Figure 2 depicts the two variants of the FCI indicator in panels A. and B. Firstly, the FCI indicator increases significantly before the GFC due to the credit dynamics, house price increases, and changes in bank balance sheet strengths. After the indicator reached its maximum value at the beginning of 2007, there was a great fall in FCI value. As of 2017, a mild recovery is found until the end of the sample. The average correlation contribution is plotted alongside the dynamics of individual variables, as it is usually difficult to track all pairs of correlations in the model. Some variables do not have a significant positive correlation over time, meaning that the average correlation will contribute to the reduction of the total FCI indicator. Thus, the correlation contribution is plotted as negative values. For example, after 2018, the FCI indicator’s value is much lower than in the period before the GFC due to variables having a lower correlation overall. 

Figure 2 shows that it is relatively easy to follow the dynamics of individual variables that enter the composite indicator alongside the FCI value. However, due to the data transformation, it is harder to interpret the low-risk phase of the financial cycle. Therefore, it would be more straightforward to look at data with both positive and negative values, as this would be easier to comprehend. Moreover, as mentioned previously, the final value of the composite indicator depends not only on the dynamics of the individual variables but the correlation structure, not shown in figure 2. Finally, some variables had a later starting point. This, in turn, resulted in a relatively short period of the FCI indicator (beginning in 2004), as the correlation matrix estimation requires equal length of all series.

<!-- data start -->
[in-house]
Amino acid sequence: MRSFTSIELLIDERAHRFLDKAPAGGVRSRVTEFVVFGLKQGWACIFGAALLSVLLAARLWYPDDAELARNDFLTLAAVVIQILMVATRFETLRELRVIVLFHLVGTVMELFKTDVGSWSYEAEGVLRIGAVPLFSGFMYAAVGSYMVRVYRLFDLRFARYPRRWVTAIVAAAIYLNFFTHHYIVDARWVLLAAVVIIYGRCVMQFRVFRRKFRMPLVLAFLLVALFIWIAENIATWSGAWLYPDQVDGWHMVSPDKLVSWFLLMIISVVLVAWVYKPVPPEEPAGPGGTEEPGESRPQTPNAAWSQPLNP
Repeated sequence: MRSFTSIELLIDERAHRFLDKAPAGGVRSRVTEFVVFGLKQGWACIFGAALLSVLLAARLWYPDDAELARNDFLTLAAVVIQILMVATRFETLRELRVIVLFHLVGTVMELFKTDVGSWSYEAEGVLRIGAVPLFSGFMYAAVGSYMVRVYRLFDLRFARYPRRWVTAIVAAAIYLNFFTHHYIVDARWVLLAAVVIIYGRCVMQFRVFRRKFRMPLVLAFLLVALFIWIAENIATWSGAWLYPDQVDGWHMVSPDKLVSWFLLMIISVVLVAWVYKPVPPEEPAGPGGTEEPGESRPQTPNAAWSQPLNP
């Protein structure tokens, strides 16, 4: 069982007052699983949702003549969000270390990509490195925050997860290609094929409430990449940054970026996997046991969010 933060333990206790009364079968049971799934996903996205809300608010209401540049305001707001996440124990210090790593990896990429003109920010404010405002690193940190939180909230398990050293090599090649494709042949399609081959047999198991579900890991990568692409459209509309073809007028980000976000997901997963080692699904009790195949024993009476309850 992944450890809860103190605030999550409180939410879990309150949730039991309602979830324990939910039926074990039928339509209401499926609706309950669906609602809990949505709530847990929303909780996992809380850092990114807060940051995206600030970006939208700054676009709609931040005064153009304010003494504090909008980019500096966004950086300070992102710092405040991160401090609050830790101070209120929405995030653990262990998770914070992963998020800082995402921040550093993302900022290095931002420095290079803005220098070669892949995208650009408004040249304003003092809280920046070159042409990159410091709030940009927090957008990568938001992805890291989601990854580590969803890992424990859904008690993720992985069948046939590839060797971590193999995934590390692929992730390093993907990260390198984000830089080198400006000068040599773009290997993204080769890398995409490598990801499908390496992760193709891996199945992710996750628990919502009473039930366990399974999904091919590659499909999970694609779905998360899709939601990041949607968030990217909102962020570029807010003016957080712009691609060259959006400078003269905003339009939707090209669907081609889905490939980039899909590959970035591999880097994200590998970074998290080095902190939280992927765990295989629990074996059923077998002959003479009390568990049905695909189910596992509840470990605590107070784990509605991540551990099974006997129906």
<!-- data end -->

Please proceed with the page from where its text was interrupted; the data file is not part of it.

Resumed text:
Table 4
Summary of two FCI variants
Figure 2
Selected FCI indicators and their dynamics